In part 1 of my review of the QNAP TS-269L I did the unboxing and initial setup here.
In part 2 of my review I want to show you how easy it is to set up users and shares with the help of wizards that QNAP has created in their software. I will introduce you to the NAS web administration interface, set up a new user, set up new shares, and show the available drive configurations.
When I stepped through the initial configuration screens I named my server with the name QNAPNAS. Now when I want to access the NAS I simply put the name in my web browser address bar followed by :8080 for the port number (http://qnapnas:8080) and it opens the login screen.
After entering the username admin and my password I set during the original configuration I am logged in. The window changes to a menu screen and my choices are the Web File Manager or Administration.
In the upper right the drop down menu also provides the following options: Change Password, Restart, Shutdown, Logout and About.
I am selecting the choice for Administration so we can begin configuring the NAS.
The software is configured to automatically check if a newer firmware version is available for download when logging into the NAS web administration. This option can also be disabled in the System Administration –> Firmware Update –> Live Update –> Live Update Setting
Even thought I had just updated the firmware on the NAS about 2 weeks ago QNAP has already made changes. QNAP runs the same firmware on all their NAS servers except the TS-X20 and TS-X21. This includes servers for the Home & SOHO up to the High-end SMB servers. The common firmware provides a familiar interface to the user regardless of which NAS you buy from QNAP. I went ahead and selected OK and allowed the NAS to update it’s firmware to the latest version.
Once the firmware was updated the NAS restarted. Again I entered the name of the NAS in my web browser and logged into the NAS web administration.
Administration Home Screen
The administration home screen includes the Turbo Station Wizard selections. There are numerous wizards available to help you configure the NAS for use including wizards for creating a single user and creating a shared folder. Additional wizards exist for setting up FTP service, setting up MyCloudNAS and Cloud Backup. I will cover these additional items in a subsequent review.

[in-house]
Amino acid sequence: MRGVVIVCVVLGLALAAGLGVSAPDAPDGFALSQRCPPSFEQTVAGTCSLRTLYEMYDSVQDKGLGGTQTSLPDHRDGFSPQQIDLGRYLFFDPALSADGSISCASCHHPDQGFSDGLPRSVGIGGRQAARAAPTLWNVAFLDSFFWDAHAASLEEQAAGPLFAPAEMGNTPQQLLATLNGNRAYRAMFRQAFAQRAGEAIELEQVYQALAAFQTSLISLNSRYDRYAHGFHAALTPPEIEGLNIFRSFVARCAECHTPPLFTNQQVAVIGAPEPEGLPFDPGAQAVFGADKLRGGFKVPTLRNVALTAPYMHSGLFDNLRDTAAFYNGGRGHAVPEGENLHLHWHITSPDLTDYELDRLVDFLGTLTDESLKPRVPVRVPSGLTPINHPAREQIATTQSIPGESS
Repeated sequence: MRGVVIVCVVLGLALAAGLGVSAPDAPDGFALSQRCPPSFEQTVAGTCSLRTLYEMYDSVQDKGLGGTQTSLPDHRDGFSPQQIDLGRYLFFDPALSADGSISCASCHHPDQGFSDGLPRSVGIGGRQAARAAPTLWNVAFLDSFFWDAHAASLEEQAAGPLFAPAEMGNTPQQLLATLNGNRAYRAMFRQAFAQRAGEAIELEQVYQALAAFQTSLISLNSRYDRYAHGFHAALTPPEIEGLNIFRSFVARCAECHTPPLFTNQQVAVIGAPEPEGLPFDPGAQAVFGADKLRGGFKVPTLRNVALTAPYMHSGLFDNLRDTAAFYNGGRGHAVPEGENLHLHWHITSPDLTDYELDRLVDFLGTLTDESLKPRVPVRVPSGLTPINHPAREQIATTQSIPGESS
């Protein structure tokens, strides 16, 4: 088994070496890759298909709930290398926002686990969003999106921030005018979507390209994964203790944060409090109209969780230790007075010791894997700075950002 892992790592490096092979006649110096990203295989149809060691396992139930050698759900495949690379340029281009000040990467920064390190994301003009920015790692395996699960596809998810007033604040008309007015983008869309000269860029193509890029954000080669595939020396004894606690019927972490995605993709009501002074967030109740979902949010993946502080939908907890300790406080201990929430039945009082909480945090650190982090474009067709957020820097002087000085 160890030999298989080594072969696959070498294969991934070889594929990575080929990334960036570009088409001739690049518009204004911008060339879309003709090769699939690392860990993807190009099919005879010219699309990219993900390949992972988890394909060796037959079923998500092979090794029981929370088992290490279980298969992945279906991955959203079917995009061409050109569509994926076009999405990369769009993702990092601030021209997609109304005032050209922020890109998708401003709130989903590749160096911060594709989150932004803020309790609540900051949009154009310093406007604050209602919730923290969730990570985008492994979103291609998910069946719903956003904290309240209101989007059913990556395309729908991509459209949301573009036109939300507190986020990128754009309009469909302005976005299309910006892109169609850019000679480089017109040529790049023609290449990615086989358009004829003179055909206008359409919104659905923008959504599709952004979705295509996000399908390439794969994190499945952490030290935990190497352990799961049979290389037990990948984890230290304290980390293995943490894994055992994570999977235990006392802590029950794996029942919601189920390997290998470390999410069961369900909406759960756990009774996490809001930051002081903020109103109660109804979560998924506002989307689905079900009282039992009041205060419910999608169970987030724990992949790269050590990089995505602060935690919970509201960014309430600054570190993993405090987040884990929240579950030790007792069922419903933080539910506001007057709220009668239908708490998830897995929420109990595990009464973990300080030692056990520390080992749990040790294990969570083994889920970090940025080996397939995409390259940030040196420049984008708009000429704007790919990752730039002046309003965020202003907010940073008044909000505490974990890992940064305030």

Create a User
Now I want to start setting up users on the NAS. I select the Create a User wizard from the Home page. The screens are pretty easy to follow.
I went ahead and filled in the entries for a new user named HSSuser. A green check mark after the field informs you that you have entered a new user name or a red stop sign with an exclamation point in the center means the user name already exists on the NAS. One nice option is the last field on the Set User Information screen allows you to enter an email address so the new user is notified when their setup is complete. This requires configuration of the SMTP server on the NAS.
Next brings up Assign User Groups and then the Personal Shared folder steps.
Shared folder privileges default to the configuration assigned to the User Group selected earlier but can be customized by the Administrator. The next step allows the user to be granted application privileges for Network Services and Applications on the NAS.
A final step to double check all your selections before pressing Next.
At that point the wizard informs you a new user is setup. The wizard makes it very easy to set up a new user by guiding you through each step.
QNAP also provides a wizard for creating multiple users. The user names are numbered sequentially based upon the Admin’s entries in the wizard and can allow the quick setup for a large number of users.
Create a Shared Folder
Similar to the Create User wizard QNAP has created a Create a Shared Folder wizard.
The wizard steps you through naming the shared folder and determining the disk volume where it will reside.
Access privileges for the folder are determined and the settings are confirmed for setup.
The Shared Folder view gives an overview of each of the shared folders and the information about them.
Hard Disk Configuration
The final item to cover is the hard drive configuration. When I set up the TS-269L I selected Raid 1 Mirroring Disk Volume. This provided protection if one of the hard drives were to fail. Since the TS-269L is only a 2 bay NAS it has the following options available to it when 2 hard drives are installed.
Volume management choices are something that each administrator will need to determine based on their usage, criticality of the data and their back-up strategy.
Overall the QNAP TS-269L is very easy to setup and use. The wizards that have been created for setting up users and shares are very easy to follow. QNAP has done a good job of making the wizards easy to follow even for a new user who is not familiar with their software.
Part 3 of this review will start looking at the Applications that are available from QNAP on the NAS and how I have put them to use in my home environment.